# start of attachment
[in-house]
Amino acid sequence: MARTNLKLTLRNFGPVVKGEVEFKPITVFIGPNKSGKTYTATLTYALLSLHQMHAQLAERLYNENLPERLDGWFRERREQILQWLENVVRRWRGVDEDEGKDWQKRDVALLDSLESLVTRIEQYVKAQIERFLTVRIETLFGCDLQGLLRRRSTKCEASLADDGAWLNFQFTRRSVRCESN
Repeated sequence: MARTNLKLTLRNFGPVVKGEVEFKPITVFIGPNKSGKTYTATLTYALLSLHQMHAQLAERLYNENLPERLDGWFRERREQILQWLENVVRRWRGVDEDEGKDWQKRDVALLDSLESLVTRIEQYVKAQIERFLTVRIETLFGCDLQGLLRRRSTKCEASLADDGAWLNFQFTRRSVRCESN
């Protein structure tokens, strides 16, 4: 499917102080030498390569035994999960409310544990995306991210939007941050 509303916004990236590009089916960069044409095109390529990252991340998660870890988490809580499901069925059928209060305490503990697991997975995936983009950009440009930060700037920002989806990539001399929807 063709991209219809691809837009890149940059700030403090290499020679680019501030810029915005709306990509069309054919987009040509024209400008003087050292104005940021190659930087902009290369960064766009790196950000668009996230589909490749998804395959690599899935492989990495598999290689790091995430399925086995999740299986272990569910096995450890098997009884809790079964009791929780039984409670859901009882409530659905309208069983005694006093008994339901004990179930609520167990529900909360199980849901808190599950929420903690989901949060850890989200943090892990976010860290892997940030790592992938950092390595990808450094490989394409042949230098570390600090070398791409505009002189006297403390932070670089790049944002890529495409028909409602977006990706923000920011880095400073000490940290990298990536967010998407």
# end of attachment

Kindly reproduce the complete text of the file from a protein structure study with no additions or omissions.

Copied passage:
[in-house]
Amino acid sequence: MARTNLKLTLRNFGPVVKGEVEFKPITVFIGPNKSGKTYTATLTYALLSLHQMHAQLAERLYNENLPERLDGWFRERREQILQWLENVVRRWRGVDEDEGKDWQKRDVALLDSLESLVTRIEQYVKAQIERFLTVRIETLFGCDLQGLLRRRSTKCEASLADDGAWLNFQFTRRSVRCESN
Repeated sequence: MARTNLKLTLRNFGPVVKGEVEFKPITVFIGPNKSGKTYTATLTYALLSLHQMHAQLAERLYNENLPERLDGWFRERREQILQWLENVVRRWRGVDEDEGKDWQKRDVALLDSLESLVTRIEQYVKAQIERFLTVRIETLFGCDLQGLLRRRSTKCEASLADDGAWLNFQFTRRSVRCESN
């Protein structure tokens, strides 16, 4: 499917102080030498390569035994999960409310544990995306991210939007941050 509303916004990236590009089916960069044409095109390529990252991340998660870890988490809580499901069925059928209060305490503990697991997975995936983009950009440009930060700037920002989806990539001399929807 063709991209219809691809837009890149940059700030403090290499020679680019501030810029915005709306990509069309054919987009040509024209400008003087050292104005940021190659930087902009290369960064766009790196950000668009996230589909490749998804395959690599899935492989990495598999290689790091995430399925086995999740299986272990569910096995450890098997009884809790079964009791929780039984409670859901009882409530659905309208069983005694006093008994339901004990179930609520167990529900909360199980849901808190599950929420903690989901949060850890989200943090892990976010860290892997940030790592992938950092390595990808450094490989394409042949230098570390600090070398791409505009002189006297403390932070670089790049944002890529495409028909409602977006990706923000920011880095400073000490940290990298990536967010998407």